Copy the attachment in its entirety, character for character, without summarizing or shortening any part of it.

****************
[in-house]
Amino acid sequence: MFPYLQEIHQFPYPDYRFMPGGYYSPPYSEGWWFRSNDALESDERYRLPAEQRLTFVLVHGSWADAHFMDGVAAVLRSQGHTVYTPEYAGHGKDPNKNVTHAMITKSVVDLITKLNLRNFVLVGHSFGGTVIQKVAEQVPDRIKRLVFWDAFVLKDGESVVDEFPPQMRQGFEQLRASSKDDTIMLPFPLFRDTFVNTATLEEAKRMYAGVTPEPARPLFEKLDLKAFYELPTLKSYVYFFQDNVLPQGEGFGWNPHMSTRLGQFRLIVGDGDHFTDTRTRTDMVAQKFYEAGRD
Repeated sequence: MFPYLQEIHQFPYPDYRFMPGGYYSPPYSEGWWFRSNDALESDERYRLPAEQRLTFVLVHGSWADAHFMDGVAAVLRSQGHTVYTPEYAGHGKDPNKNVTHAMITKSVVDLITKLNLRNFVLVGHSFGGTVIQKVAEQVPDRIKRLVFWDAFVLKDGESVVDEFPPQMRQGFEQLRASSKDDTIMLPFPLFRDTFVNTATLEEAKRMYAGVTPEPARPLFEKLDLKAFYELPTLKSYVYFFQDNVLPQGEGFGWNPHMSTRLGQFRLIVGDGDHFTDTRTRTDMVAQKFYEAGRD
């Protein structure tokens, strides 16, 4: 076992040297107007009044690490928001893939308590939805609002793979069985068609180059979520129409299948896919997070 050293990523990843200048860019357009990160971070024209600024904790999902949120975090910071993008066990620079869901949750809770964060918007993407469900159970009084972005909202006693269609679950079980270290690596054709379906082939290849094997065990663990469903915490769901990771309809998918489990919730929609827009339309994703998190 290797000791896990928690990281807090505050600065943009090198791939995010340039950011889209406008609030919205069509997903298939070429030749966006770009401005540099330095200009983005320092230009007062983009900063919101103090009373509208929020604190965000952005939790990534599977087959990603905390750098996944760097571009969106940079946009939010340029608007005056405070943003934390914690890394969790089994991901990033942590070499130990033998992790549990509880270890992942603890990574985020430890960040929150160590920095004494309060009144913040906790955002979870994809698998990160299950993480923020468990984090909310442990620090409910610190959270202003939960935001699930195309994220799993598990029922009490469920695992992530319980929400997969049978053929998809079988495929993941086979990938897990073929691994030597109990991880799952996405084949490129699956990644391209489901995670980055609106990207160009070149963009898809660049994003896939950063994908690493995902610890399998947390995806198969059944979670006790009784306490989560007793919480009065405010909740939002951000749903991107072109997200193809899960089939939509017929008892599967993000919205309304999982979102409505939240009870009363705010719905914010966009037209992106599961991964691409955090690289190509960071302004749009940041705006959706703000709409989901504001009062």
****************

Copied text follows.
[in-house]
Amino acid sequence: MFPYLQEIHQFPYPDYRFMPGGYYSPPYSEGWWFRSNDALESDERYRLPAEQRLTFVLVHGSWADAHFMDGVAAVLRSQGHTVYTPEYAGHGKDPNKNVTHAMITKSVVDLITKLNLRNFVLVGHSFGGTVIQKVAEQVPDRIKRLVFWDAFVLKDGESVVDEFPPQMRQGFEQLRASSKDDTIMLPFPLFRDTFVNTATLEEAKRMYAGVTPEPARPLFEKLDLKAFYELPTLKSYVYFFQDNVLPQGEGFGWNPHMSTRLGQFRLIVGDGDHFTDTRTRTDMVAQKFYEAGRD
Repeated sequence: MFPYLQEIHQFPYPDYRFMPGGYYSPPYSEGWWFRSNDALESDERYRLPAEQRLTFVLVHGSWADAHFMDGVAAVLRSQGHTVYTPEYAGHGKDPNKNVTHAMITKSVVDLITKLNLRNFVLVGHSFGGTVIQKVAEQVPDRIKRLVFWDAFVLKDGESVVDEFPPQMRQGFEQLRASSKDDTIMLPFPLFRDTFVNTATLEEAKRMYAGVTPEPARPLFEKLDLKAFYELPTLKSYVYFFQDNVLPQGEGFGWNPHMSTRLGQFRLIVGDGDHFTDTRTRTDMVAQKFYEAGRD
């Protein structure tokens, strides 16, 4: 076992040297107007009044690490928001893939308590939805609002793979069985068609180059979520129409299948896919997070 050293990523990843200048860019357009990160971070024209600024904790999902949120975090910071993008066990620079869901949750809770964060918007993407469900159970009084972005909202006693269609679950079980270290690596054709379906082939290849094997065990663990469903915490769901990771309809998918489990919730929609827009339309994703998190 290797000791896990928690990281807090505050600065943009090198791939995010340039950011889209406008609030919205069509997903298939070429030749966006770009401005540099330095200009983005320092230009007062983009900063919101103090009373509208929020604190965000952005939790990534599977087959990603905390750098996944760097571009969106940079946009939010340029608007005056405070943003934390914690890394969790089994991901990033942590070499130990033998992790549990509880270890992942603890990574985020430890960040929150160590920095004494309060009144913040906790955002979870994809698998990160299950993480923020468990984090909310442990620090409910610190959270202003939960935001699930195309994220799993598990029922009490469920695992992530319980929400997969049978053929998809079988495929993941086979990938897990073929691994030597109990991880799952996405084949490129699956990644391209489901995670980055609106990207160009070149963009898809660049994003896939950063994908690493995902610890399998947390995806198969059944979670006790009784306490989560007793919480009065405010909740939002951000749903991107072109997200193809899960089939939509017929008892599967993000919205309304999982979102409505939240009870009363705010719905914010966009037209992106599961991964691409955090690289190509960071302004749009940041705006959706703000709409989901504001009062």